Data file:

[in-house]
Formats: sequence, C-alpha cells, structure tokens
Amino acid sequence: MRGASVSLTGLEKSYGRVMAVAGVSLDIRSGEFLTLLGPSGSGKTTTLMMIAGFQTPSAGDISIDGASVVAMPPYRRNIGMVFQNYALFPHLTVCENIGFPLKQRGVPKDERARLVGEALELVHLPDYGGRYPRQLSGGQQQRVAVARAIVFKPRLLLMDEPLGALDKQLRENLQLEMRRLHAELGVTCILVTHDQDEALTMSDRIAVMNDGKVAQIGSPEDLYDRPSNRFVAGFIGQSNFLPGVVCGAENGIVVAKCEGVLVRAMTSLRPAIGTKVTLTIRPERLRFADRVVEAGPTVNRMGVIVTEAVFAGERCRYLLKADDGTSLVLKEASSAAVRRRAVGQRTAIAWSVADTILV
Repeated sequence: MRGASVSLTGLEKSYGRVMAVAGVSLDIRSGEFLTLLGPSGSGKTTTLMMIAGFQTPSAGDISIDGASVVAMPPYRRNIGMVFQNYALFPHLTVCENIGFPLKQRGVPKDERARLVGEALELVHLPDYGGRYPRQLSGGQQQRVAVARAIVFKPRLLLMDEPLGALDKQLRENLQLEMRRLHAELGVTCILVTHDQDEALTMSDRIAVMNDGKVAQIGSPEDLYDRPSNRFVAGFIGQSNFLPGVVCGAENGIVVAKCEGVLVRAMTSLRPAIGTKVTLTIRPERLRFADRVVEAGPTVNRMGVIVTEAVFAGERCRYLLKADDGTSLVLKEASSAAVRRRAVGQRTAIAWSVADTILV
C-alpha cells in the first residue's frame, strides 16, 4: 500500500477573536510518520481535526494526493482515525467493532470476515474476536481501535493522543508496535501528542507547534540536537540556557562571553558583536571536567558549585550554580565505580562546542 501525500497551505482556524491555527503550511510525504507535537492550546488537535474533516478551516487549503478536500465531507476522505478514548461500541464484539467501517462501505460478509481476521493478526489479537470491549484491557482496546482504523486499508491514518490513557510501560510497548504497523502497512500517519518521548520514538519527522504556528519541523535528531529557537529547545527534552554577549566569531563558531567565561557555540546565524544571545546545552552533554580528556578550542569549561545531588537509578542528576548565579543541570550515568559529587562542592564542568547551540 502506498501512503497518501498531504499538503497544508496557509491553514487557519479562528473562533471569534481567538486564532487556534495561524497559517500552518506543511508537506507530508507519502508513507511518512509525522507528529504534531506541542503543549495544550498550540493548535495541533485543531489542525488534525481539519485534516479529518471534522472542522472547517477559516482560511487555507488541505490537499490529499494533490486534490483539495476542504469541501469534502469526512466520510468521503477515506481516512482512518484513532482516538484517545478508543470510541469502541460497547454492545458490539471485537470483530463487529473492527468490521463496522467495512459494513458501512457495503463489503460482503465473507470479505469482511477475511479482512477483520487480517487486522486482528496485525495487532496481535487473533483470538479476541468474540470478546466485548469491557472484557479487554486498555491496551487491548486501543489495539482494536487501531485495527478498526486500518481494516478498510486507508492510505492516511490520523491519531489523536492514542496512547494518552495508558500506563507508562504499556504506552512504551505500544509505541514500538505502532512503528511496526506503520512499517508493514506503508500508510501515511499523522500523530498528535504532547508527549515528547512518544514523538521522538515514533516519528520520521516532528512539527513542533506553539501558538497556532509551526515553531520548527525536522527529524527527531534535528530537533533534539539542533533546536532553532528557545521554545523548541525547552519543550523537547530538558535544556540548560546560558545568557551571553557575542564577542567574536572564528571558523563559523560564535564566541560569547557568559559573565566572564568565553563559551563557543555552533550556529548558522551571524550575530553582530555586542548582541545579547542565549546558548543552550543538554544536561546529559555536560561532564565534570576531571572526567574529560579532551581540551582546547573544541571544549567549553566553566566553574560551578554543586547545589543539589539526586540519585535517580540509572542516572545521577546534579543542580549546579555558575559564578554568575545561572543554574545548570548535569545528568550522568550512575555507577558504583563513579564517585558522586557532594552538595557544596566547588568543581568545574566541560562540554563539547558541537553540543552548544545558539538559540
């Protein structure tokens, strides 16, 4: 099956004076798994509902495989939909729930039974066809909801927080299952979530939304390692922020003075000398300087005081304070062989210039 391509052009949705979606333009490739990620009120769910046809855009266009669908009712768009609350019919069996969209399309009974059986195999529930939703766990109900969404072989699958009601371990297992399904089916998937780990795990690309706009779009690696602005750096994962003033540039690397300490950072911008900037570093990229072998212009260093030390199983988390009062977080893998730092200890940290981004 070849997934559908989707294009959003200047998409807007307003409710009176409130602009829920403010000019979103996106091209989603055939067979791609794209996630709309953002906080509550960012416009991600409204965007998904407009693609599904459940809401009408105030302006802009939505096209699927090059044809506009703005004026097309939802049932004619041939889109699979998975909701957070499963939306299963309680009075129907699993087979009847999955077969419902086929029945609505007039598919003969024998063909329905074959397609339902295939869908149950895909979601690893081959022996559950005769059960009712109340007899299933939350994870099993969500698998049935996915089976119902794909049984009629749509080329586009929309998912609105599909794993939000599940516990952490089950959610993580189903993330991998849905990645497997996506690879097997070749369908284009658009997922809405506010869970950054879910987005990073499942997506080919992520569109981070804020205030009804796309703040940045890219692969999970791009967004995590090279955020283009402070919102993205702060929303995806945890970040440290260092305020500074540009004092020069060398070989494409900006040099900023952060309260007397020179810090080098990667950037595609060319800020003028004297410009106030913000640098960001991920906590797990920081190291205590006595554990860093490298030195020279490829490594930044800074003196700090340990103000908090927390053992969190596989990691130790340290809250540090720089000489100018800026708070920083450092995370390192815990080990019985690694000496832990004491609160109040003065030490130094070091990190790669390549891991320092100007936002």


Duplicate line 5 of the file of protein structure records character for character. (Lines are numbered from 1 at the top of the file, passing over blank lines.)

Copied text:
C-alpha cells in the first residue's frame, strides 16, 4: 500500500477573536510518520481535526494526493482515525467493532470476515474476536481501535493522543508496535501528542507547534540536537540556557562571553558583536571536567558549585550554580565505580562546542 501525500497551505482556524491555527503550511510525504507535537492550546488537535474533516478551516487549503478536500465531507476522505478514548461500541464484539467501517462501505460478509481476521493478526489479537470491549484491557482496546482504523486499508491514518490513557510501560510497548504497523502497512500517519518521548520514538519527522504556528519541523535528531529557537529547545527534552554577549566569531563558531567565561557555540546565524544571545546545552552533554580528556578550542569549561545531588537509578542528576548565579543541570550515568559529587562542592564542568547551540 502506498501512503497518501498531504499538503497544508496557509491553514487557519479562528473562533471569534481567538486564532487556534495561524497559517500552518506543511508537506507530508507519502508513507511518512509525522507528529504534531506541542503543549495544550498550540493548535495541533485543531489542525488534525481539519485534516479529518471534522472542522472547517477559516482560511487555507488541505490537499490529499494533490486534490483539495476542504469541501469534502469526512466520510468521503477515506481516512482512518484513532482516538484517545478508543470510541469502541460497547454492545458490539471485537470483530463487529473492527468490521463496522467495512459494513458501512457495503463489503460482503465473507470479505469482511477475511479482512477483520487480517487486522486482528496485525495487532496481535487473533483470538479476541468474540470478546466485548469491557472484557479487554486498555491496551487491548486501543489495539482494536487501531485495527478498526486500518481494516478498510486507508492510505492516511490520523491519531489523536492514542496512547494518552495508558500506563507508562504499556504506552512504551505500544509505541514500538505502532512503528511496526506503520512499517508493514506503508500508510501515511499523522500523530498528535504532547508527549515528547512518544514523538521522538515514533516519528520520521516532528512539527513542533506553539501558538497556532509551526515553531520548527525536522527529524527527531534535528530537533533534539539542533533546536532553532528557545521554545523548541525547552519543550523537547530538558535544556540548560546560558545568557551571553557575542564577542567574536572564528571558523563559523560564535564566541560569547557568559559573565566572564568565553563559551563557543555552533550556529548558522551571524550575530553582530555586542548582541545579547542565549546558548543552550543538554544536561546529559555536560561532564565534570576531571572526567574529560579532551581540551582546547573544541571544549567549553566553566566553574560551578554543586547545589543539589539526586540519585535517580540509572542516572545521577546534579543542580549546579555558575559564578554568575545561572543554574545548570548535569545528568550522568550512575555507577558504583563513579564517585558522586557532594552538595557544596566547588568543581568545574566541560562540554563539547558541537553540543552548544545558539538559540